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← Evolution: 24 myths and misconceptions

Evolution: 24 myths and misconceptions - Comments

HourglassMemory's Avatar Comment 1 by HourglassMemory

Thank God an issue like that is coming out!

Thu, 17 Apr 2008 17:29:00 UTC | #154927

Wosret's Avatar Comment 2 by Wosret

Oh, oh, oh...but the earth isn't perfectly round (*ducks beer bottle*)

Thu, 17 Apr 2008 17:32:00 UTC | #154929

jo5ef's Avatar Comment 3 by jo5ef

"If you think you understand it, you don't know nearly enough about it"
I know what the writer means, but i think this comment encapsulates whats wrong with the way science is sometimes presented in the public arena. It is intepreted as "you lowly peasants should not even bother to try to understand important scientific concepts". I dont think Darwin or Dawkins would agree, or why have they written books targetted at lay audiences?

Thu, 17 Apr 2008 17:35:00 UTC | #154932

Count von Count's Avatar Comment 4 by Count von Count

Fascinating.

I have recently been thinking that rather than having articles and debates on "evolution vs. creation," it might be more useful to put our energies into having articles like this one that simply explain evolution. Remember the wonder you felt when you first started to understand evolution? The next time you are about to get in the old "e.v.c" debate with someone, maybe try taking a time out to just explain to them the basic ideas. Try to make them see the beauty rather than shoot down their ideas. (If anyone tries this, let me know about your results!)

The subtitle echoes a bumper sticker I thought of (which could perhaps be made a bit more catchy):
"Don't believe in evolution? Maybe you just don't understand it."

Thu, 17 Apr 2008 18:18:00 UTC | #154943

Goldy's Avatar Comment 5 by Goldy

http://www.literature.org/authors/darwin-charles/the-origin-of-species/
Maybe detractors and IDiots care to read teh damn thing for themselves before thinking (not, I admit, something they partake of too much)
Indeed, there is no excuse not to know everything
http://darwin-online.org.uk/

Thu, 17 Apr 2008 18:52:00 UTC | #154952

theantitheist's Avatar Comment 6 by theantitheist

Remember the wonder you felt when you first started to understand evolution?


Must say that i was bored about it, i was learning all the science stuff in school and you just tend to learn it and get on it with it.

I think this is why it's so important to keep ID out of the classroom. If i'd had mixed signals maybe i'd have been more resistant to it rather then just accept it as fact (I know this runs in parrallel with indoctrination but..). In the same way i've never checked how accurate WWII was, it was presented as fact and i have had no reason since to challange the fundamental facts.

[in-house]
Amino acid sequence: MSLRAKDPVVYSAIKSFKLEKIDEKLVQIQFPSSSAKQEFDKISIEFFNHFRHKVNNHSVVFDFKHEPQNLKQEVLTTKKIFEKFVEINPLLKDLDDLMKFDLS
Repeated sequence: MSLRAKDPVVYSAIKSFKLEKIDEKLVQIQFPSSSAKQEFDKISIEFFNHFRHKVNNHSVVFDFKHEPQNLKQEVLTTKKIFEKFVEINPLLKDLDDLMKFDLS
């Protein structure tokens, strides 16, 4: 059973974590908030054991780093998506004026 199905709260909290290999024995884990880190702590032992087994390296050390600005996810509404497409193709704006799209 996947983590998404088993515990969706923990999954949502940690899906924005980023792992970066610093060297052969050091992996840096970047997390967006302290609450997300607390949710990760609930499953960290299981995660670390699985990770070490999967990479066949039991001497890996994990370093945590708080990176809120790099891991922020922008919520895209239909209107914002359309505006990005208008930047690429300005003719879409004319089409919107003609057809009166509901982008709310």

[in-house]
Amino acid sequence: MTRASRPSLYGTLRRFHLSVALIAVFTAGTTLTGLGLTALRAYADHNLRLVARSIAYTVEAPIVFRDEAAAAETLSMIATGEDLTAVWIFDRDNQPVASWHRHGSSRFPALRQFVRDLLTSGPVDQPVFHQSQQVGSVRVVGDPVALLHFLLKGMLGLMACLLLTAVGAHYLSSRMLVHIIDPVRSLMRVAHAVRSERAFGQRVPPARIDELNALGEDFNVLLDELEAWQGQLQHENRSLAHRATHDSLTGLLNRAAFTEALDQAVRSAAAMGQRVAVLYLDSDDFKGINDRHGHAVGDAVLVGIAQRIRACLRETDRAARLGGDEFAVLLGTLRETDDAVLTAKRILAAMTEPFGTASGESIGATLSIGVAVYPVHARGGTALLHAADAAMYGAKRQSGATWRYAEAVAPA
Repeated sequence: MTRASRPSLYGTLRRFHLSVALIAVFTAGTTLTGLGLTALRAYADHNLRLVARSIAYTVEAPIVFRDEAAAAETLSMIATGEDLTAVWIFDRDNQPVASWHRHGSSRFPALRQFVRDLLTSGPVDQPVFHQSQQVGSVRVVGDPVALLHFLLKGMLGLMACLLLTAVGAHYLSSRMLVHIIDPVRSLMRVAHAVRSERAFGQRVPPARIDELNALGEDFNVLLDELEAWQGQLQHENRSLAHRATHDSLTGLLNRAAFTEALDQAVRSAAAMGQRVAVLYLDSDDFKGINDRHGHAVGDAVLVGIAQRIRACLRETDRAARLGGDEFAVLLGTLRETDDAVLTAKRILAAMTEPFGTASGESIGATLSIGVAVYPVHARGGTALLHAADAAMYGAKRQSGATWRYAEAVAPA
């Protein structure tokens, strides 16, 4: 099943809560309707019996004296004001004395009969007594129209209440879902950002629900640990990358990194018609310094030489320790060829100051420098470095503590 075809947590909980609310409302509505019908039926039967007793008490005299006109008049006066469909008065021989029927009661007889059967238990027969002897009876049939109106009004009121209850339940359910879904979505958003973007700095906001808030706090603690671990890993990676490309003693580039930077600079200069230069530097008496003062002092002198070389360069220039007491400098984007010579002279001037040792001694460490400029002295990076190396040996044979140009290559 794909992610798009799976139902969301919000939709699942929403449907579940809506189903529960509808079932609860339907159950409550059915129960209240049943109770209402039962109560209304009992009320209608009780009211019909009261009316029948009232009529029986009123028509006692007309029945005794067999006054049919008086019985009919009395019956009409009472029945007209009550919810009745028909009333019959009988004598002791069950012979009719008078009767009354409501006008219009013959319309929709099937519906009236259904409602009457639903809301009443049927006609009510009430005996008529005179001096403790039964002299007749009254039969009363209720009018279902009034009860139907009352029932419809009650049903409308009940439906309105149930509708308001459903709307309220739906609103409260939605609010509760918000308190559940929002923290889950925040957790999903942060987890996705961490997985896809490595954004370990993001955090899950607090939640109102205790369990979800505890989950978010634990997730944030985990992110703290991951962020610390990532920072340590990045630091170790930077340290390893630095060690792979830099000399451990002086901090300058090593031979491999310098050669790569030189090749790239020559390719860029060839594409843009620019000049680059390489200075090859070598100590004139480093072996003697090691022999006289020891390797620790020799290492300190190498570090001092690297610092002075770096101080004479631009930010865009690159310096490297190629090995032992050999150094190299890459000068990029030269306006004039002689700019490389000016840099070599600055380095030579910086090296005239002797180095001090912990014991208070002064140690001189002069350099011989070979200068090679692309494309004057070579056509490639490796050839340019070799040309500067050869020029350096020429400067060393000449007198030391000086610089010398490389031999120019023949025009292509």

Thu, 17 Apr 2008 19:00:00 UTC | #154955

bentleyd's Avatar Comment 7 by bentleyd

Great article! Unfortunately from NewScientist.com it's just preaching to the choir.

Thu, 17 Apr 2008 19:05:00 UTC | #154960

akado's Avatar Comment 8 by akado

YES!
awesome article!
I need this to hit on some christians around here that I have just bartely brought on the brink of giving up their religion! X3

Thu, 17 Apr 2008 19:16:00 UTC | #154962

dragonfirematrix's Avatar Comment 9 by dragonfirematrix

In response to the article, my opinion is: The Christians of America have no interest about the facts of life on planet Earth. They care not about proven evidence. Christians are only interested in the adherence of everyone to their fantasies and imaginary saviors.

Lets face it. There is almost zero hope for planet Earth.

Today, I listened to police, lawyers, and policy makers all of whom are having problems with the prospects of charging (let alone convicting) anyone in the Texas polygamy scandal. Repeatedly, I kept hearing stuff about religion, sects, and beliefs. It appeared that the social workers have their hands tied by the courts.

If America cannot convict the religious of child abuse because the beliefs of the religious preach the practices, then how can any of the religious (or conservative policy wonks) ever understand The Law of Evolution?

Hey, if religion does wrong, it is okay as long as it is faith-based. With the size of that Texas religious compound and community, I would guess the money for all of structures were flowing in even during the Texas governorship controlled by George W. Bush.

This is what I learned today.

I wish Pat Condell would do one of his fiery articles on religion in America. Pat, we need you.

Thu, 17 Apr 2008 19:19:00 UTC | #154963

Damien White's Avatar Comment 10 by Damien White

Comment 4 by babrock:

"mothers and t odd female offspring of gay men should tend to be more fertile"

Um, they're gay. There won't BE any offspring. Tends to be a fundamental flaw in the, er, design....

Thu, 17 Apr 2008 19:58:00 UTC | #154975

Wosret's Avatar Comment 11 by Wosret

Homosexuality isn't restricted to males, and there is absolutely nothing that says homosexuals can't reproduce or have offspring. In case you haven't noticed, a good chunk of the majority of people are unattractive. It is not strange, or in anyway unheard of for people to have offspring with people they are not attracted to.

Because of the stigma against homosexuality by society, straight people tend to be adverse to the idea of even getting near a member of the same sex, untop of not being attracted to them. I am not sure, but I doubt this translates to the other extreme. I don't think there is a social stigma against homosexuals being near or having sex with members of the opposite sex, so I don't see a reason why they would be anymore adverse to the idea then they would be of having sex with anyone they don't find attractive. I could be wrong about that last part though, and it likely varies between people.

Thu, 17 Apr 2008 20:50:00 UTC | #154988

secondsoprano's Avatar Comment 12 by secondsoprano

Um, they're gay. There won't BE any offspring.


Oh for FSM sake. We did this to death already in another thread. Can someone post a link?

Homosexuality. Infertility. Totally different things. OK?

Thu, 17 Apr 2008 21:50:00 UTC | #154998

Christopher Davis's Avatar Comment 13 by Christopher Davis

"With the size of that Texas religious compound and community, I would guess the money for all of structures were flowing in even during the Texas governorship controlled by George W. Bush."---dogfirematrix #10

Sorry dogfire, can't blame this one on W. I'm pretty sure the majority of the people living in that compound came from Colorado City, Arizona, and I'm almost positive that is where most of the money came from. The FLDS has been fleecing the state of Arizona out of money for the past 70 years.